Visit a Camel Farm (Hotel Prices & Photos)
The Camel Farm in Yuma is working farm that specializes in breeding Arabian camels and other exotic animals. You can cuddle up to and feed the one-humped camels as well as goats, miniature donkeys and sheep, and check out the emus, water buffaloes and giant tortoises too. It also hosts a very unique creature known as a zeedonk – a cross between a donkey and a zebra. A fun family-friendly, inexpensive attraction, great for kids and the kids-at-heart, it’s open from October through late May.
Stroll Through a Botanical Garden (Hotel Prices & Photos)
While it may sound strange to have a botanical garden in the desert, the reality is, it’s filled with life. Find out what it’s really like by taking a stroll through the Desert Botanical Gardens in Phoenix. It boasts 17,000 species of desert plants and a large research center. The Garden features over 50,000 accessioned plants throughout five thematic trails that illustrate topics like desert living, conservation, plants and people of the Sonoran Desert and desert wildflowers. A two-acre wildflower exhibit bursts with color in the springtime, with the peak blooming of flowers like desert lupine and Mexican poppies occurring in March and April.
See Genuine Dinosaur Tracks (Nearby Hotels)
This unofficial off-the-grid attraction on rocky land near US Highway 160 offers the chance to see genuine dinosaur tracks that were embedded in the rock surface. Formed in the early Jurassic period, about 202 to 200 million years ago, a number of different types of dinosaurs are represented by their tracks here, and all are carnivores. Based on the age of the rocks and the fossils of carnivorous dinosaurs in the area, it’s likely that Coelophysis kayentakatae and Dilophosaurus wetherilli made the tracks at this site. A Native American guide will take you on a mostly flat, easy hike that winds around several stone spires and past hundreds of tracks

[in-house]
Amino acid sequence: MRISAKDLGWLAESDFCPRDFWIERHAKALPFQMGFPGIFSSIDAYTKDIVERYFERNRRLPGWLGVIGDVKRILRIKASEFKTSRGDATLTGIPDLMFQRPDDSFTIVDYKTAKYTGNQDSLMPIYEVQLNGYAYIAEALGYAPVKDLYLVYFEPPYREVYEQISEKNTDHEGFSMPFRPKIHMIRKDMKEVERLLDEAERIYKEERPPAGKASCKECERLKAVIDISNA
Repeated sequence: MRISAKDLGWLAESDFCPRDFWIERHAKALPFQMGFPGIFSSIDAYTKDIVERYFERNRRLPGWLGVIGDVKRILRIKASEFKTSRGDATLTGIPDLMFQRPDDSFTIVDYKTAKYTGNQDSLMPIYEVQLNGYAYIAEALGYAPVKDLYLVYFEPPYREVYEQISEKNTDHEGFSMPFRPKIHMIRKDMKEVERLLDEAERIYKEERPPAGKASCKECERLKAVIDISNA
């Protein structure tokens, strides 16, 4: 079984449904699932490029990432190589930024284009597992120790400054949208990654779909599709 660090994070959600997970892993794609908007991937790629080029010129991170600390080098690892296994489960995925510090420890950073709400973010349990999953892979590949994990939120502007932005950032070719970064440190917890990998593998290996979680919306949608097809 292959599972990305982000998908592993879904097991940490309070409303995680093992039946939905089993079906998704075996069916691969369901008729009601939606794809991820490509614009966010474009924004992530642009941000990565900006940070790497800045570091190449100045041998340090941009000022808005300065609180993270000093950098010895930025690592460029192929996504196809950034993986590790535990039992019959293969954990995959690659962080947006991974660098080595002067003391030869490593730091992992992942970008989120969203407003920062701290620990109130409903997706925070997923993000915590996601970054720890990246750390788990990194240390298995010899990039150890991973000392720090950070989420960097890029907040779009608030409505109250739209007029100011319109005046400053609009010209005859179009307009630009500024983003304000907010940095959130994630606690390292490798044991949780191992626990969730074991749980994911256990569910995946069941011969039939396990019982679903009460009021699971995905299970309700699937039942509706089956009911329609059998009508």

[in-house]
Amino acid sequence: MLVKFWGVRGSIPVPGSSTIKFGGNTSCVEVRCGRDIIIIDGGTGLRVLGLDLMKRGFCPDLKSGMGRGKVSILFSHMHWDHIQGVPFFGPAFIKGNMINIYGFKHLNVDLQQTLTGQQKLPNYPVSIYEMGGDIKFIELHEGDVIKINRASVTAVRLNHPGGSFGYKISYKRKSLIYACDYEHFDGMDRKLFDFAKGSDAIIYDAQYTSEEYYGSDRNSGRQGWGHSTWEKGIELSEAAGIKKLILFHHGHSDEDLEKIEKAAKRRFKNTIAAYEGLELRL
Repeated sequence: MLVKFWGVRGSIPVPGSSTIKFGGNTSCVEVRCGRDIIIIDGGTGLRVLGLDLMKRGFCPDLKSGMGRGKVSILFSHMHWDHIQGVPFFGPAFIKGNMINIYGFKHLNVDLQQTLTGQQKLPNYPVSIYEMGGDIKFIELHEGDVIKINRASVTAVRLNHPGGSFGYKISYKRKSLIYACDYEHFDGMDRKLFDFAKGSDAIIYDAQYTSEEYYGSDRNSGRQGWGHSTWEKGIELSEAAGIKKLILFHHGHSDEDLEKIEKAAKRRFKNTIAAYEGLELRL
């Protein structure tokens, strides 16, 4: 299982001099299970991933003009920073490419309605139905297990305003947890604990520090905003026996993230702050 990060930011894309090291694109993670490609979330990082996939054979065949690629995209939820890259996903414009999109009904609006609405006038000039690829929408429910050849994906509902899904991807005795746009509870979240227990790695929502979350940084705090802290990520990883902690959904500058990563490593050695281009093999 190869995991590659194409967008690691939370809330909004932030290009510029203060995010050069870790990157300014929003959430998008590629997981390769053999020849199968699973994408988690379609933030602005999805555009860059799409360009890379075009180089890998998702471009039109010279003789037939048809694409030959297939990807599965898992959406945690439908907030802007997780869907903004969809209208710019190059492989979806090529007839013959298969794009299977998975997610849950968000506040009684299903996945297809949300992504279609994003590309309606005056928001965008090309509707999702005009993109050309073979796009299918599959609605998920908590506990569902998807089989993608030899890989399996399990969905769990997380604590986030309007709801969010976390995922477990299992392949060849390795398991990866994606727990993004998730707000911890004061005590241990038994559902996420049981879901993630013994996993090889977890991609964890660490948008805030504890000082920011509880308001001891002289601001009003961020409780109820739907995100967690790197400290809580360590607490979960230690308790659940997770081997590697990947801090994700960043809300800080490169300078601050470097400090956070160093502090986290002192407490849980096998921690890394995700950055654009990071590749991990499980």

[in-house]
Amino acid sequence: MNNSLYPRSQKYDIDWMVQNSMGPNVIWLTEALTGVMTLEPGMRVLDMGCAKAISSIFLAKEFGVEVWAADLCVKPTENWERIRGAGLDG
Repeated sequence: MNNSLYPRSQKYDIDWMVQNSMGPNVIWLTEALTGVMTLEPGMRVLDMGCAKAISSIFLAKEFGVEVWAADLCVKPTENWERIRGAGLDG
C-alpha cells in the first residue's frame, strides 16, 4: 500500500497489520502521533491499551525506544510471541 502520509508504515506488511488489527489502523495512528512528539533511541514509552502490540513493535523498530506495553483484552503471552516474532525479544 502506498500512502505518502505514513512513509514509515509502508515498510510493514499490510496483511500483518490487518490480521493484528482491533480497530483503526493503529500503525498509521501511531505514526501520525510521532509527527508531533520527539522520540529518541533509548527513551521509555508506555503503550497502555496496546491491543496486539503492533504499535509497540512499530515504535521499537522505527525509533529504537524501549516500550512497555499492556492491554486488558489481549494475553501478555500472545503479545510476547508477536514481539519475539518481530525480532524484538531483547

Explore a Castle (Nearby Hotels)
This castle may not be the royal palace you were envisioning, but it’s no less fascinating. Montezuma Castle near Camp Verde in north central Arizona, is home to one of the best preserved cliff dwellings in the country. It dates back to the 12th century, and is one of a number of ancient dwellings in this region, including the Walnut Canyon, Tonto, Wupatki and Tuzigoot national monument, though it’s arguably the most spectacular. Used by the Sinagua civilization, the five-story structure features 20 rooms and is built into a recess in a white limestone cliff, sitting about 70 feet above the ground, resembling an ancient high-rise apartment complex. When first re-discovered, the ruins were believed to be Aztec in origin, with European-Americans naming it after the Aztec emperor, but it actually predates the birth of Montezuma II by a century. The site also includes a visitor center and museum displaying a wide array of artifacts and relics like stone tools, bone needles, millstones and shell ornaments.